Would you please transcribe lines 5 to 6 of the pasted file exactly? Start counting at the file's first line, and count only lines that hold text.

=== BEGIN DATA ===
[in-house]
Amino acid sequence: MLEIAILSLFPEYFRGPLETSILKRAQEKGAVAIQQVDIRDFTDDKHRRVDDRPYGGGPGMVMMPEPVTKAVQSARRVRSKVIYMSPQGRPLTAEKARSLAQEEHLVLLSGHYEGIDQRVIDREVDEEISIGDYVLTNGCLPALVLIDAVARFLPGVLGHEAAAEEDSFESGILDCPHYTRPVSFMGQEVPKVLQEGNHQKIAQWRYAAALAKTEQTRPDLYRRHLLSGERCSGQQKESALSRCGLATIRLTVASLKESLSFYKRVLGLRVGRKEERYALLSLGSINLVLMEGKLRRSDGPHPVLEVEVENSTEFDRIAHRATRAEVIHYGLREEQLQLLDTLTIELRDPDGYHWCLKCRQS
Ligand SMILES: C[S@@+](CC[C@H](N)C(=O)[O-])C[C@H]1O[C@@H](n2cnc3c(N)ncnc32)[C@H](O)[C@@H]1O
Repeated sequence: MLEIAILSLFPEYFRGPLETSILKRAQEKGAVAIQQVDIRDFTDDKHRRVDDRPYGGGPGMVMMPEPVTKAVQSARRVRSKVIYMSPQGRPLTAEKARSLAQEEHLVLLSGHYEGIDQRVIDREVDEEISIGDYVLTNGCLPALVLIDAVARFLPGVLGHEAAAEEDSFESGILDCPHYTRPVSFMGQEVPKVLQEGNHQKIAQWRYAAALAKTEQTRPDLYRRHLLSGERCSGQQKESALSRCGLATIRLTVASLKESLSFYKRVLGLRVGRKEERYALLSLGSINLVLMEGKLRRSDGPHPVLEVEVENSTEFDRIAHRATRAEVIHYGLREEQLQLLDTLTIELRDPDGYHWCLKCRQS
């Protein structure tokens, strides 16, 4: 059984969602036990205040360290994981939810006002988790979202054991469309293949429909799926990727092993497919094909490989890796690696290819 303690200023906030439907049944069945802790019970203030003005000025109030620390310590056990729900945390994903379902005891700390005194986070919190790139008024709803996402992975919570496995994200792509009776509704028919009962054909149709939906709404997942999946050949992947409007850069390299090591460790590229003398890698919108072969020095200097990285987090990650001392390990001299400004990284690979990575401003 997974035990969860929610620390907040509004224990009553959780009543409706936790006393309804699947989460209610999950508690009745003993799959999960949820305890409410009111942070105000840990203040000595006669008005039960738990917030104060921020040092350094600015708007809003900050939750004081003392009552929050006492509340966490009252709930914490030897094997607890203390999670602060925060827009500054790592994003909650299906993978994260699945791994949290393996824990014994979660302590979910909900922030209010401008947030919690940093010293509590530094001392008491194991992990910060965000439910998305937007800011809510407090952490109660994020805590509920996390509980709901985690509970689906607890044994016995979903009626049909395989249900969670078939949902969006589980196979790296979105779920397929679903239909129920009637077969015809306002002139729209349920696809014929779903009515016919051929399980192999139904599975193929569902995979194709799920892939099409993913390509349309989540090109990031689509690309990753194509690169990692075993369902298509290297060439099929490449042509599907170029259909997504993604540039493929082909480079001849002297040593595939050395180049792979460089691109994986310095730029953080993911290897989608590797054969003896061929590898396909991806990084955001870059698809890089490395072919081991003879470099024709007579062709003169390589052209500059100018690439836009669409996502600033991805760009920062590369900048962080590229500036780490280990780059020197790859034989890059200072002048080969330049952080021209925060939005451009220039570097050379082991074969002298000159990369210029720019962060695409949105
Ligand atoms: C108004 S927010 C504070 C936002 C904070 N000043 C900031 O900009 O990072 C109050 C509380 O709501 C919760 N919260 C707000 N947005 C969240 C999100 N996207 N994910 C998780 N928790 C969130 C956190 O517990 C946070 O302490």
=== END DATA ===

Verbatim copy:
């Protein structure tokens, strides 16, 4: 059984969602036990205040360290994981939810006002988790979202054991469309293949429909799926990727092993497919094909490989890796690696290819 303690200023906030439907049944069945802790019970203030003005000025109030620390310590056990729900945390994903379902005891700390005194986070919190790139008024709803996402992975919570496995994200792509009776509704028919009962054909149709939906709404997942999946050949992947409007850069390299090591460790590229003398890698919108072969020095200097990285987090990650001392390990001299400004990284690979990575401003 997974035990969860929610620390907040509004224990009553959780009543409706936790006393309804699947989460209610999950508690009745003993799959999960949820305890409410009111942070105000840990203040000595006669008005039960738990917030104060921020040092350094600015708007809003900050939750004081003392009552929050006492509340966490009252709930914490030897094997607890203390999670602060925060827009500054790592994003909650299906993978994260699945791994949290393996824990014994979660302590979910909900922030209010401008947030919690940093010293509590530094001392008491194991992990910060965000439910998305937007800011809510407090952490109660994020805590509920996390509980709901985690509970689906607890044994016995979903009626049909395989249900969670078939949902969006589980196979790296979105779920397929679903239909129920009637077969015809306002002139729209349920696809014929779903009515016919051929399980192999139904599975193929569902995979194709799920892939099409993913390509349309989540090109990031689509690309990753194509690169990692075993369902298509290297060439099929490449042509599907170029259909997504993604540039493929082909480079001849002297040593595939050395180049792979460089691109994986310095730029953080993911290897989608590797054969003896061929590898396909991806990084955001870059698809890089490395072919081991003879470099024709007579062709003169390589052209500059100018690439836009669409996502600033991805760009920062590369900048962080590229500036780490280990780059020197790859034989890059200072002048080969330049952080021209925060939005451009220039570097050379082991074969002298000159990369210029720019962060695409949105
Ligand atoms: C108004 S927010 C504070 C936002 C904070 N000043 C900031 O900009 O990072 C109050 C509380 O709501 C919760 N919260 C707000 N947005 C969240 C999100 N996207 N994910 C998780 N928790 C969130 C956190 O517990 C946070 O302490």